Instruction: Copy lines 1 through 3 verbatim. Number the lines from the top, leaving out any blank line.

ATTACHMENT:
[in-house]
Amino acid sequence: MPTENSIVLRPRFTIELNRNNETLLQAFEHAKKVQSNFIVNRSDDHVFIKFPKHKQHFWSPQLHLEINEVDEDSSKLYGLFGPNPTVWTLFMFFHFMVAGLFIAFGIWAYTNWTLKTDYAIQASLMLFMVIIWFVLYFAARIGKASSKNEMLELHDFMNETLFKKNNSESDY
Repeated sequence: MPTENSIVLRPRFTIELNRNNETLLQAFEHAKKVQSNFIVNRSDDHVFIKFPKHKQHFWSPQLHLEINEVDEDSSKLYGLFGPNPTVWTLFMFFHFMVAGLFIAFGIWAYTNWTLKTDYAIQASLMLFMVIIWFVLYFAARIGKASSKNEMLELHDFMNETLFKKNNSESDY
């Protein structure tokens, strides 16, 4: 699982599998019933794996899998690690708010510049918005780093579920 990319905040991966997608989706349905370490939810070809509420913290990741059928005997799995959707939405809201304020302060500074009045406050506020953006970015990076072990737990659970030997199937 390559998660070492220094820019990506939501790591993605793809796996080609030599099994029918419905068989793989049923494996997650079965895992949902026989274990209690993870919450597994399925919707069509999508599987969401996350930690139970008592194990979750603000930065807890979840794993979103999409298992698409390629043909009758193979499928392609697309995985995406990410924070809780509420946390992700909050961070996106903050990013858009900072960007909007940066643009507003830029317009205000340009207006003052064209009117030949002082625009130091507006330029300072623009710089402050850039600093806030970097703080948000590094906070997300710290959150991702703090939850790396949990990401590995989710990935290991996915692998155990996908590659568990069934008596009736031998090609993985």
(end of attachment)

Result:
[in-house]
Amino acid sequence: MPTENSIVLRPRFTIELNRNNETLLQAFEHAKKVQSNFIVNRSDDHVFIKFPKHKQHFWSPQLHLEINEVDEDSSKLYGLFGPNPTVWTLFMFFHFMVAGLFIAFGIWAYTNWTLKTDYAIQASLMLFMVIIWFVLYFAARIGKASSKNEMLELHDFMNETLFKKNNSESDY
Repeated sequence: MPTENSIVLRPRFTIELNRNNETLLQAFEHAKKVQSNFIVNRSDDHVFIKFPKHKQHFWSPQLHLEINEVDEDSSKLYGLFGPNPTVWTLFMFFHFMVAGLFIAFGIWAYTNWTLKTDYAIQASLMLFMVIIWFVLYFAARIGKASSKNEMLELHDFMNETLFKKNNSESDY